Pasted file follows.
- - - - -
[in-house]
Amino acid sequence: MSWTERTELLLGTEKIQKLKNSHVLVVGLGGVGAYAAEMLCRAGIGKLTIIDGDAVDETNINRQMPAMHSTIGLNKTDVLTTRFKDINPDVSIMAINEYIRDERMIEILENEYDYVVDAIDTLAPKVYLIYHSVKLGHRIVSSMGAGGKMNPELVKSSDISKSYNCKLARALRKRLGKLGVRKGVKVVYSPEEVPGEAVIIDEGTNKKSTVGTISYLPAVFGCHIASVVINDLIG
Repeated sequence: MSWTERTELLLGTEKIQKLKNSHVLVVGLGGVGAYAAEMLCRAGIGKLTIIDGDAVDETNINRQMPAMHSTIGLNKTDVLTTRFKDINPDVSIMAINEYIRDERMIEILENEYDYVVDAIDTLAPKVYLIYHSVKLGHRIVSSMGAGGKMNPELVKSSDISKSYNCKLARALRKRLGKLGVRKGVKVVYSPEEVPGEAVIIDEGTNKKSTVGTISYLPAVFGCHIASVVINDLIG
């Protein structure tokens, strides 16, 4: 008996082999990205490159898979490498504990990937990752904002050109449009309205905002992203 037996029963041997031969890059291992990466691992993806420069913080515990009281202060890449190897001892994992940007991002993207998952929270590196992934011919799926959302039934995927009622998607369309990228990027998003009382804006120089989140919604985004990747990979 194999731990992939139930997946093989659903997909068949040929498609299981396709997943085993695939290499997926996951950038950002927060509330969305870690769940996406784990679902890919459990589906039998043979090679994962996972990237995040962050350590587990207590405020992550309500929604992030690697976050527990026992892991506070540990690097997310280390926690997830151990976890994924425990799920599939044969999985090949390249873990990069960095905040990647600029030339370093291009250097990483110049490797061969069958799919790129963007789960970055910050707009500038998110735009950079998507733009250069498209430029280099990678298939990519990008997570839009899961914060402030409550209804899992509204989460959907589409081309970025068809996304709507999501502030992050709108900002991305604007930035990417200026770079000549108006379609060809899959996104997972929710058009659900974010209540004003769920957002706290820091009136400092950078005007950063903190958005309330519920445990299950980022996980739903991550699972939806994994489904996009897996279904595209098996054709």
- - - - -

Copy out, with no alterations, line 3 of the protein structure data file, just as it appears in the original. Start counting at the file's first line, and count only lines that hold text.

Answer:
Repeated sequence: MSWTERTELLLGTEKIQKLKNSHVLVVGLGGVGAYAAEMLCRAGIGKLTIIDGDAVDETNINRQMPAMHSTIGLNKTDVLTTRFKDINPDVSIMAINEYIRDERMIEILENEYDYVVDAIDTLAPKVYLIYHSVKLGHRIVSSMGAGGKMNPELVKSSDISKSYNCKLARALRKRLGKLGVRKGVKVVYSPEEVPGEAVIIDEGTNKKSTVGTISYLPAVFGCHIASVVINDLIG